• Robin Visel  (Ph.D. English University of British Columbia) is Emeritus Professor, Furman University, and currently Adjunct Professor, University of Findlay. On the Editorial Board of Doris Lessing Studies, she has participated in many Doris Lessing Society panels and co-edited Doris Lessing Studies 30.1, Special Issue on Gender & Sexualities.  Her publications include “Liberation and Taboo: Normative Sexuality in Lessing’s Fiction”, Doris Lessing Studies 30.1 (Fall 2011); “House/Mother: Lessing’s Reproduction of Realism in The Sweetest Dream.” In Doris Lessing: Interrogating the Times, ed. Debrah Raschke and Phyllis Perrakis. Ohio State UP, 2010; and “‘Then Spoke the Thunder’: The Grass is Singing as a Zimbabwean Novel.” Journal of Commonwealth Literature 43.2 (June 2008).
  • rvisel@gmail.com

Lili Wang

  • Lili Wang is Professor of English in the English Department, Vice Dean of the College of Foreign Languages, Fujian Normal University, China. Her research interest lies in English Literature. Her recent publications include A Study of Doris Lessing’s Art and Philosophy (Beijing: Social Sciences Academic Press (China), 2007); “Lessing’s Paradoxes: ‘A Mind of Winter” (on Mara and Dann) (Foreign Literature Studies 31.2, 2009); and “Seeking for Traditional Mother’s Memory: A Comparison between Woolf and Lessing” (Foreign Literature no.1, 2008).
  • Wllfuzhou@sina.com; wanglili@fjnu.edu.cn

Susan Watkins

  • Susan Watkins is Reader in Twentieth-Century Women’s Fiction in the School of Cultural Studies and Humanities, Leeds Metropolitan University, UK. She first read Lessing’s Martha Quest in a final-year undergraduate option on ‘The Art of the Novel’ and has been hooked ever since! She is the author of Twentieth-Century Women Novelists: Feminist Theory into Practice (Palgrave, 2001), which contains sections on Lessing’s ‘To Room Nineteen’ and The Golden Notebook, and articles about Lessing in the journals LIT: Literature, Interpretation, Theoryand Feminist Review and the essay collections Doris Lessing: Interrogating the Times (ed. Debrah Raschke, Phyllis Sternberg Perrakis and Sandra Singer, Ohio UP, 2010) and Women’s Writing 1945-60: After the Deluge (ed. Jane Dowson, Palgrave, 2003).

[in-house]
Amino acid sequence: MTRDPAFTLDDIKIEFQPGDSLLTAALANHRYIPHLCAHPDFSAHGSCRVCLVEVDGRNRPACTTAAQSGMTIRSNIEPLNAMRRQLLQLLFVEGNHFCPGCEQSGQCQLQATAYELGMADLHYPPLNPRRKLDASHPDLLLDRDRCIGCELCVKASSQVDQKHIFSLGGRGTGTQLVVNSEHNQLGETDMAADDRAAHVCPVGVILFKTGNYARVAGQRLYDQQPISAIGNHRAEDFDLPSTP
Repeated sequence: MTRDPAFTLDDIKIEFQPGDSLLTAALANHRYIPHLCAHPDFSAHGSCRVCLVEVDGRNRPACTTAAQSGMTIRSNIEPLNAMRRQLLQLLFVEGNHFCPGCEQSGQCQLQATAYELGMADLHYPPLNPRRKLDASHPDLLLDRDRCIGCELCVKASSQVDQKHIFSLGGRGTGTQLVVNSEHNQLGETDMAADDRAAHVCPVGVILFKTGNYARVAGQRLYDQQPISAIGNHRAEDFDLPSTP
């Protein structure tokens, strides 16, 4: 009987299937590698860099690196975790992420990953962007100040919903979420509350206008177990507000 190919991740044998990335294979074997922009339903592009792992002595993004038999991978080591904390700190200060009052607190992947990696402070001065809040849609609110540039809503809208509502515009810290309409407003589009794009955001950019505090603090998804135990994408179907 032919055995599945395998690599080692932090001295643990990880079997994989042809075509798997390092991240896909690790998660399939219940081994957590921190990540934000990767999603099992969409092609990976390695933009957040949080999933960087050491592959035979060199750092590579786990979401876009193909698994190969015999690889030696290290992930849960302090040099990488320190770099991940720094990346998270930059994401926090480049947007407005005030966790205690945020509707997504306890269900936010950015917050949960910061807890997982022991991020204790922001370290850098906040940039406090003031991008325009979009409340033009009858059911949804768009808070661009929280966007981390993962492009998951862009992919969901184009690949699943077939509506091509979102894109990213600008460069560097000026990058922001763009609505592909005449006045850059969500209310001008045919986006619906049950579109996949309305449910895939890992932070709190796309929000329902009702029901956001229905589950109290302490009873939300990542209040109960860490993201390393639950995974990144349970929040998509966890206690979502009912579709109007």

• With Alice Ridout, she organized the Second International Doris Lessing conference, which took place at Leeds Metropolitan University in July 2007. Three publications resulted from that conference: the essay collection Doris Lessing: Border Crossings (Continuum, 2009), the special issue of Doris Lessing Studies on ‘Doris Lessing, Nation, Politics and Identity (both co-edited with Alice Ridout), and a symposium of the Journal of Commonwealth Literature on Lessing, 43:2 (2008) (co-edited with Claire Chambers). Most recently her monograph on Lessing has been published by Manchester University Press (2010). In all her work, she discusses Lessing’s writing in relation to ideas of nation, empire, gender and race and the connections between them.